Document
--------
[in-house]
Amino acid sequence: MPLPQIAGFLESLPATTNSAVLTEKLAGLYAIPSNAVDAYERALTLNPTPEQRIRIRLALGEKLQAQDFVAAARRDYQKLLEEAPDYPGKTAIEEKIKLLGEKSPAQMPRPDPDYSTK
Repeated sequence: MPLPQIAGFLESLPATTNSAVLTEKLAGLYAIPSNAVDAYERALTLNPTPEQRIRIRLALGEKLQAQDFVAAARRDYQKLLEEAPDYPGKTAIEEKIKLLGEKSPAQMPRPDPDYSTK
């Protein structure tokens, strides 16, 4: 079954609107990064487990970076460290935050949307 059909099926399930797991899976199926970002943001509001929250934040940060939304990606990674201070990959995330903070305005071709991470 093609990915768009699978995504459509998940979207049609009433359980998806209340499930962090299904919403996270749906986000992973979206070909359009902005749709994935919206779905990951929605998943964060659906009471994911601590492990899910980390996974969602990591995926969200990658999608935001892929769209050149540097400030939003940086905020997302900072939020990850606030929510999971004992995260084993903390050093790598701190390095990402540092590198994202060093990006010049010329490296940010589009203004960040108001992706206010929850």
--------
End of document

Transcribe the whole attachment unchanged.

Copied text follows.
[in-house]
Amino acid sequence: MPLPQIAGFLESLPATTNSAVLTEKLAGLYAIPSNAVDAYERALTLNPTPEQRIRIRLALGEKLQAQDFVAAARRDYQKLLEEAPDYPGKTAIEEKIKLLGEKSPAQMPRPDPDYSTK
Repeated sequence: MPLPQIAGFLESLPATTNSAVLTEKLAGLYAIPSNAVDAYERALTLNPTPEQRIRIRLALGEKLQAQDFVAAARRDYQKLLEEAPDYPGKTAIEEKIKLLGEKSPAQMPRPDPDYSTK
């Protein structure tokens, strides 16, 4: 079954609107990064487990970076460290935050949307 059909099926399930797991899976199926970002943001509001929250934040940060939304990606990674201070990959995330903070305005071709991470 093609990915768009699978995504459509998940979207049609009433359980998806209340499930962090299904919403996270749906986000992973979206070909359009902005749709994935919206779905990951929605998943964060659906009471994911601590492990899910980390996974969602990591995926969200990658999608935001892929769209050149540097400030939003940086905020997302900072939020990850606030929510999971004992995260084993903390050093790598701190390095990402540092590198994202060093990006010049010329490296940010589009203004960040108001992706206010929850």